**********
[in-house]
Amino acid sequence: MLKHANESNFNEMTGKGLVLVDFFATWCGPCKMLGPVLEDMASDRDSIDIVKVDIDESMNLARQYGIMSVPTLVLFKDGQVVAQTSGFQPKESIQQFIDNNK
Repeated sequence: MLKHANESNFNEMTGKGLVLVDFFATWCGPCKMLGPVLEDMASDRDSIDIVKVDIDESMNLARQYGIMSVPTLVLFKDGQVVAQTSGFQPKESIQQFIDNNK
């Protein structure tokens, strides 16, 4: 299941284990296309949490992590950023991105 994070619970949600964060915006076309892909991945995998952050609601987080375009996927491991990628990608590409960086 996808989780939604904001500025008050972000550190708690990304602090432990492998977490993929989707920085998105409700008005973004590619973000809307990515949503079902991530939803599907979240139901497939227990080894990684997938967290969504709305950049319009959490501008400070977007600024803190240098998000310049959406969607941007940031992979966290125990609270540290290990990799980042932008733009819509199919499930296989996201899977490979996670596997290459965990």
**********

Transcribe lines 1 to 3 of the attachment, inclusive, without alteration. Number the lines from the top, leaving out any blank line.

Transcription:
[in-house]
Amino acid sequence: MLKHANESNFNEMTGKGLVLVDFFATWCGPCKMLGPVLEDMASDRDSIDIVKVDIDESMNLARQYGIMSVPTLVLFKDGQVVAQTSGFQPKESIQQFIDNNK
Repeated sequence: MLKHANESNFNEMTGKGLVLVDFFATWCGPCKMLGPVLEDMASDRDSIDIVKVDIDESMNLARQYGIMSVPTLVLFKDGQVVAQTSGFQPKESIQQFIDNNK